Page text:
The ‘Our Way Home’ blueprint

The journey map or ‘blueprint’ below is the outcome of a co-design process involving young people, families, carers, community group representatives and survivors of the Stolen Generation.

It describes a vision for a new model of Out of Home Care for Parkerville; one that believes in the role that families and communities play in supporting children, that meets individual needs and gives children more choice and control in a system that can be overwhelming.

The voices of all of those involved have taken us a long way, but it remains a ‘prototype’. It will change as we pursue action, and as the people most impacted give us feedback about how to make it real.

How to read this blueprint:

This ‘Blueprint’ describes a new model for Parkerville’s Out-of-Home Care (OOHC) services. It illustrates how the model might work by following the journey of Tonji and his carer, Sally. Tonji and Sally are ‘personas’ — semi-fictional characters based on our experience of people who are involved in the OOHC system.

We know that every child and every situation will be different, and in a radically personalised model, the way we implement the model changes according to each child whilst staying true to the principles. This story focuses on Family Group Homes, but the principles and practices are also intended to apply to Foster Care placements, though they will need to be adapted for that context.

The Blueprint:

Liaising with the Department to establish the journey.

Tonji is 10 years and has only been in care for 12 months. His mum, Shandelle, has been in and out of domestic violence relationships and battling her alcohol use. He has been living with his grandmother but it’s falling apart because of her ill health and his increasing needs. Tonji will soon join one of Parkerville’s family group homes in Armadale to be near his grandmother.

Each child is different and requires a personalised response. The decision for a child to enter care is not in Parkerville’s hands, but how might we ensure that each journey matches each child?

A space for information-sharing beyond the standard referral forms, to develop a more holistic understanding of children and families.

Making the experience truly personalised means collecting a lot of information. Charlie, the team leader, works with Jodi the Family Link Worker and the Department to find out as much as they can about Tonji’s wider connections. This ensures that all the relevant people are included. Charlie supports them to agree on a shared purpose and how they will work together and make decisions. Some day-to-day decisions can be made by people close to Tonji such as the carer and family.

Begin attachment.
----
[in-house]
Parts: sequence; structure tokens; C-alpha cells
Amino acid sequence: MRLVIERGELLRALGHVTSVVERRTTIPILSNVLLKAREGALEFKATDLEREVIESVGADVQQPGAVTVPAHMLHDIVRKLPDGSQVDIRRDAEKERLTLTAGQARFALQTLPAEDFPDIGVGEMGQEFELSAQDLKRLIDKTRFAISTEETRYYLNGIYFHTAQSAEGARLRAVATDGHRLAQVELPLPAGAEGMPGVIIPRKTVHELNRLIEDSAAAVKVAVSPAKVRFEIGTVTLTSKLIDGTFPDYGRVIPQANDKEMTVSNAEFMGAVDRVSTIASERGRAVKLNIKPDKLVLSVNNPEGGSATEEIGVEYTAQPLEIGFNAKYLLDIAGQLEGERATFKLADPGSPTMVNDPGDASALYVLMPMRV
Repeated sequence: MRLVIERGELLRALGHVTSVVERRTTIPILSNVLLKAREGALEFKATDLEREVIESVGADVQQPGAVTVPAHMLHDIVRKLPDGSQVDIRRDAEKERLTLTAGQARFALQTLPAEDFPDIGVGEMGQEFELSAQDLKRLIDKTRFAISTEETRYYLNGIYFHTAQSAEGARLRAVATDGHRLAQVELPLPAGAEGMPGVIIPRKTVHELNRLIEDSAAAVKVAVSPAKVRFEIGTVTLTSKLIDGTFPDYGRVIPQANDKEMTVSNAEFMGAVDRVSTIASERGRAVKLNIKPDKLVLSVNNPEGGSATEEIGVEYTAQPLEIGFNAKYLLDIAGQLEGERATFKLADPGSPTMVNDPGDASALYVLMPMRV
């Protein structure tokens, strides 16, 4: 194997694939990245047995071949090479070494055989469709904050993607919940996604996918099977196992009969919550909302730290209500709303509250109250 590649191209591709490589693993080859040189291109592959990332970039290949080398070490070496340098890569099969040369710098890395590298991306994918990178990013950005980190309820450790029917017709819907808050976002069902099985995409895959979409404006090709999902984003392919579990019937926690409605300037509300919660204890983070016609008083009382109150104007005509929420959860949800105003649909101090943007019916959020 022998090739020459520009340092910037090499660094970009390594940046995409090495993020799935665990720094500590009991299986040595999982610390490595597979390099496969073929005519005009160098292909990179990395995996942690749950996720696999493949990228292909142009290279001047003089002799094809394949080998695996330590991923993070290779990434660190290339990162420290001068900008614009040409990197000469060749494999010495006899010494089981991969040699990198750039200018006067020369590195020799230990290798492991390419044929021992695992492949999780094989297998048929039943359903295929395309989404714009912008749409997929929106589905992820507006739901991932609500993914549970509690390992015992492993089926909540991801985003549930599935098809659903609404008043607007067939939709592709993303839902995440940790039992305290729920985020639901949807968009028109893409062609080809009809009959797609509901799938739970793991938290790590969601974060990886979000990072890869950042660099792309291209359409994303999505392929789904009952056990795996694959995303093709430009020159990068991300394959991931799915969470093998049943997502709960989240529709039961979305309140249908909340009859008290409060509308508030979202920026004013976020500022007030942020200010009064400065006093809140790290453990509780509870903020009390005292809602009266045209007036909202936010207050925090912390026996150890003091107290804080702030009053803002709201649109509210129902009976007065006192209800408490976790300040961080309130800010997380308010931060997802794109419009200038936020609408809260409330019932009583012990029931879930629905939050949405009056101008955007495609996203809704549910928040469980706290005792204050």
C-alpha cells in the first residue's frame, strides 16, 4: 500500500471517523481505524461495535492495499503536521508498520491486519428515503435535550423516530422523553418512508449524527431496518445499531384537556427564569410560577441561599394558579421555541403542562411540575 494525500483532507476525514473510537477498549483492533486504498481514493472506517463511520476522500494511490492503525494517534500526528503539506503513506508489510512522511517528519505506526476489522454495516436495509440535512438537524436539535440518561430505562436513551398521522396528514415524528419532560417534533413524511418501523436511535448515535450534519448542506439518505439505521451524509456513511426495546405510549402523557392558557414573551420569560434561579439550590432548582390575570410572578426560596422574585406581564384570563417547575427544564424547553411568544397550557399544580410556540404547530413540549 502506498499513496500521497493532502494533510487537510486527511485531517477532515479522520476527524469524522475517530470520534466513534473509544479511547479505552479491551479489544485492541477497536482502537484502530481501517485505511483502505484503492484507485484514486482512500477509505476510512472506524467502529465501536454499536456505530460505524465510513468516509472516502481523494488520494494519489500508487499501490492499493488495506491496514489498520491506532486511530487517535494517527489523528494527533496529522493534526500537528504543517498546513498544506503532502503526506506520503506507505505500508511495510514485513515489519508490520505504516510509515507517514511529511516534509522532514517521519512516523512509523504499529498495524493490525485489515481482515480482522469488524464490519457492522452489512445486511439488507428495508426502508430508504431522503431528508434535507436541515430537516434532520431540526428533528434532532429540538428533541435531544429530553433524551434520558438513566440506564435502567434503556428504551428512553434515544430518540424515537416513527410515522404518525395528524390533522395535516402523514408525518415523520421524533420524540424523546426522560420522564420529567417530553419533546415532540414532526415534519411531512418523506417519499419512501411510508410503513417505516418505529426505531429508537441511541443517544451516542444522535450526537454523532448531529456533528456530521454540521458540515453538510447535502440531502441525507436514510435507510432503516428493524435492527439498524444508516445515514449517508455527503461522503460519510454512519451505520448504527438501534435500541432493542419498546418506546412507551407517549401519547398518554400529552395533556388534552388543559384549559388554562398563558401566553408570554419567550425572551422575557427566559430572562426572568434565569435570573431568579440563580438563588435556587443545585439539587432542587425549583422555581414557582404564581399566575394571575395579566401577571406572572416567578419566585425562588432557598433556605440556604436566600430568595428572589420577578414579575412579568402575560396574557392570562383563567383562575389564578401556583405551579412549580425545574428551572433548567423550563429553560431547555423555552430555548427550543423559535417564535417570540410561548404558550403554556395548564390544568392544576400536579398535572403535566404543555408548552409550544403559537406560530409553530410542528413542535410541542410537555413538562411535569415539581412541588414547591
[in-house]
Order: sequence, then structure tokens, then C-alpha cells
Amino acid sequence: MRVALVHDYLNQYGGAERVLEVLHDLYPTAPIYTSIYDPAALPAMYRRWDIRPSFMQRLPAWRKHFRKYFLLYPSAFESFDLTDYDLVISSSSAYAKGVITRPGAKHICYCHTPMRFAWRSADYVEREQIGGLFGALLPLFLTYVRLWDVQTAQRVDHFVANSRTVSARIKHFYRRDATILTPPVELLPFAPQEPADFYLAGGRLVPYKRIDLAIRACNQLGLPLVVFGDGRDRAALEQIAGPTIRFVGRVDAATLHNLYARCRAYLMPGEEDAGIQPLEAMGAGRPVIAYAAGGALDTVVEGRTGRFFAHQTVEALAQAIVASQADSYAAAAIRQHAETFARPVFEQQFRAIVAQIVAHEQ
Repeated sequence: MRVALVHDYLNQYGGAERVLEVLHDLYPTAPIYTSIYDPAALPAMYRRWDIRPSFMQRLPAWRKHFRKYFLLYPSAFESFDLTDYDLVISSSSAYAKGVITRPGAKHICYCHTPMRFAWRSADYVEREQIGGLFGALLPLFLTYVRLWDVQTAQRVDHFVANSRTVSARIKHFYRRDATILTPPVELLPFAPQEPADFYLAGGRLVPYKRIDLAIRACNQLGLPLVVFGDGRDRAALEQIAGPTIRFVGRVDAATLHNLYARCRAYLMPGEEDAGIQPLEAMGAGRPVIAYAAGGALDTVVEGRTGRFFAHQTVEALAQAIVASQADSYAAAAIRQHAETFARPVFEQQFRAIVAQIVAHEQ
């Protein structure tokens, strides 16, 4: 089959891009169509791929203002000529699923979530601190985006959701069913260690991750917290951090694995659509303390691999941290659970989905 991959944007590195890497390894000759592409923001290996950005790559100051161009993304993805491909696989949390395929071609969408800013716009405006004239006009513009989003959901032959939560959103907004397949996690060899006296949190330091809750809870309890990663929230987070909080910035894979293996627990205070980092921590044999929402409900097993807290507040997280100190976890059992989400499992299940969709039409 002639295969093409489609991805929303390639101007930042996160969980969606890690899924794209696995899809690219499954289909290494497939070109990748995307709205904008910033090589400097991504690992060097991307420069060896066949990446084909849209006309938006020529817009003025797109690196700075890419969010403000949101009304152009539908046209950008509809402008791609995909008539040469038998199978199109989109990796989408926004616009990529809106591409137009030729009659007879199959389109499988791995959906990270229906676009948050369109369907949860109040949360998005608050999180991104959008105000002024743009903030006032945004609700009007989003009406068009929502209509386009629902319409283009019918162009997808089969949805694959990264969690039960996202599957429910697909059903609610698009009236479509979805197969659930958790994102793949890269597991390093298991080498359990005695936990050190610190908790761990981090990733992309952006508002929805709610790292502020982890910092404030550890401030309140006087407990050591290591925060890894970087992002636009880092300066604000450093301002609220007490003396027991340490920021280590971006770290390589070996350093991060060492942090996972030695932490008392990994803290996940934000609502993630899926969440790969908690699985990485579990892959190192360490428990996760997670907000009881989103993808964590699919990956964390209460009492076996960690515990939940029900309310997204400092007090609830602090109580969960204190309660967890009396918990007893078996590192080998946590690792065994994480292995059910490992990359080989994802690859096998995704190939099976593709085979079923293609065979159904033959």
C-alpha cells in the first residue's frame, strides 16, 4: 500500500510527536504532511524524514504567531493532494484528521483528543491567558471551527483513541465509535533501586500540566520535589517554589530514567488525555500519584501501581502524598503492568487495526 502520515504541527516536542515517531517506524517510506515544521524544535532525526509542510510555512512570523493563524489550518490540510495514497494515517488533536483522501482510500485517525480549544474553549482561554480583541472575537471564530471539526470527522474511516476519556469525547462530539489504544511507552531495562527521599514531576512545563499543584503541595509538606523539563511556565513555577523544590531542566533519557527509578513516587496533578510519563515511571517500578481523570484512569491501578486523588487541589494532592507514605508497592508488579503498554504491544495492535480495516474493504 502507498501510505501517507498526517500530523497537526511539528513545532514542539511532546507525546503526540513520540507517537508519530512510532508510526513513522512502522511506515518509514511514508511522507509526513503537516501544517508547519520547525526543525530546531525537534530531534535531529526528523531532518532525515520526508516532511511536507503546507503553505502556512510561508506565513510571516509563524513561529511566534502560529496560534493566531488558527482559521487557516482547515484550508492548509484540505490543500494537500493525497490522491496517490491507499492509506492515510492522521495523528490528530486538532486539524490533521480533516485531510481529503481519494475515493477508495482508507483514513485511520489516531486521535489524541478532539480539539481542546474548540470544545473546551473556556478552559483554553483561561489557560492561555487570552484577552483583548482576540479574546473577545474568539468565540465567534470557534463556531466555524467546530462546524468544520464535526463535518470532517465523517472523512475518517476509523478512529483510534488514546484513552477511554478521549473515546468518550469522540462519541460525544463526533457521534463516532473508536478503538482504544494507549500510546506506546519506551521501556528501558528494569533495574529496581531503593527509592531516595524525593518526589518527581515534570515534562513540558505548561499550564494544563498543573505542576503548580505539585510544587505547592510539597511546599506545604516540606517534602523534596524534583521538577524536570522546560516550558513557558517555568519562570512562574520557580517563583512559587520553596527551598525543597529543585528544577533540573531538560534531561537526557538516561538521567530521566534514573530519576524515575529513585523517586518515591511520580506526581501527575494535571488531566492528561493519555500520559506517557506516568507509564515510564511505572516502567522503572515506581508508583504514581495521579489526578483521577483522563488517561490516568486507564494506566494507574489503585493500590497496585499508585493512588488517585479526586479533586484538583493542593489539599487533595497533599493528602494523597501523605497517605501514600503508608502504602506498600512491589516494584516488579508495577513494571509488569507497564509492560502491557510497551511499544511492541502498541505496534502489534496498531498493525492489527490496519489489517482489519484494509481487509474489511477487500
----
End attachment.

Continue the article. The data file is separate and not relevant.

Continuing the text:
Gathering the right information is essential for setting up strong care placements. Yarning Circles give us a good model of how to have difficult conversations and build relationships.

Searching informal networks for family and advice.

Information about Tonji’s family connections are a bit scant, so the Aboriginal Practice Lead works with him and uses informal networks to identify the wider networks that could support Tonji and connect him with culture.

Parkerville has had good success with applying cultural leadership to finding wider connections for Aboriginal Young People. We will seek to apply those learnings more widely and develop more relationships.

A new role for creatively facilitating safe connection.

Jodi is the Family Link Worker at Parkerville, and when Tonji is referred, she immediately sees the potential for connection with Tonji’s Gran who is very involved but does not have the capacity to support Tonji day-to-day. It will be her role to facilitate the relationships between Parkerville’s staff and Tonji’s family and to find the creative opportunities that both create connections and manage risk.

Other models that have focused on family connection have identified a Family Link worker as essential for doing the complex balancing of finding creative connection opportunities and ensuring that everyone involved is safe.

Establishing relationships and trust and bringing some control to the people in a child’s life.

Jodi and the care team agree that a connection between Gran and Sally is a good idea. Jodi organises for the three of them to go out for coffee. These first bridge building sessions can be tense and Jodi must carefully facilitate. Tonji’s Gran brings one of Tonji’s favourite posters and tells the group about how Tonji reacts when he is stressed. Sally, Tonji’s carer, asks about his routine and the things that make him happy.

Connecting carers and family members has anecdotally provided the best opportunity to reunify families. This can be tense, complex work.

Informal connection opportunities that build the relationship between carers, family and community.